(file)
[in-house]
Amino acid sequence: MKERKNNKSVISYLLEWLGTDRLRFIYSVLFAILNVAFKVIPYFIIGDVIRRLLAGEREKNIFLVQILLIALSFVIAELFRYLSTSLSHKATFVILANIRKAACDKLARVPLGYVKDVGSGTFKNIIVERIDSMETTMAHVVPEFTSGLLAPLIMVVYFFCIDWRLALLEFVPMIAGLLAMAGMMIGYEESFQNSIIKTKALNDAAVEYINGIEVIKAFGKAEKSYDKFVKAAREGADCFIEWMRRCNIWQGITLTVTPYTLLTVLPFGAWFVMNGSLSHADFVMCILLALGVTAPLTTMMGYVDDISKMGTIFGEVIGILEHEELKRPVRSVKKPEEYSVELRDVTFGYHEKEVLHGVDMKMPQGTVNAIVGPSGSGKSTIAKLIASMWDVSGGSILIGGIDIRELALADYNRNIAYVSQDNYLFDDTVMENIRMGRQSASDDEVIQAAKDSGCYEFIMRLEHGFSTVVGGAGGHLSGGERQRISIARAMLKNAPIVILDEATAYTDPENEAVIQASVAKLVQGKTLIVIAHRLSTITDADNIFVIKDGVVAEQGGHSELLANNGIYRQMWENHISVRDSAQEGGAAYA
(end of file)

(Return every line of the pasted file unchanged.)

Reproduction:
[in-house]
Amino acid sequence: MKERKNNKSVISYLLEWLGTDRLRFIYSVLFAILNVAFKVIPYFIIGDVIRRLLAGEREKNIFLVQILLIALSFVIAELFRYLSTSLSHKATFVILANIRKAACDKLARVPLGYVKDVGSGTFKNIIVERIDSMETTMAHVVPEFTSGLLAPLIMVVYFFCIDWRLALLEFVPMIAGLLAMAGMMIGYEESFQNSIIKTKALNDAAVEYINGIEVIKAFGKAEKSYDKFVKAAREGADCFIEWMRRCNIWQGITLTVTPYTLLTVLPFGAWFVMNGSLSHADFVMCILLALGVTAPLTTMMGYVDDISKMGTIFGEVIGILEHEELKRPVRSVKKPEEYSVELRDVTFGYHEKEVLHGVDMKMPQGTVNAIVGPSGSGKSTIAKLIASMWDVSGGSILIGGIDIRELALADYNRNIAYVSQDNYLFDDTVMENIRMGRQSASDDEVIQAAKDSGCYEFIMRLEHGFSTVVGGAGGHLSGGERQRISIARAMLKNAPIVILDEATAYTDPENEAVIQASVAKLVQGKTLIVIAHRLSTITDADNIFVIKDGVVAEQGGHSELLANNGIYRQMWENHISVRDSAQEGGAAYA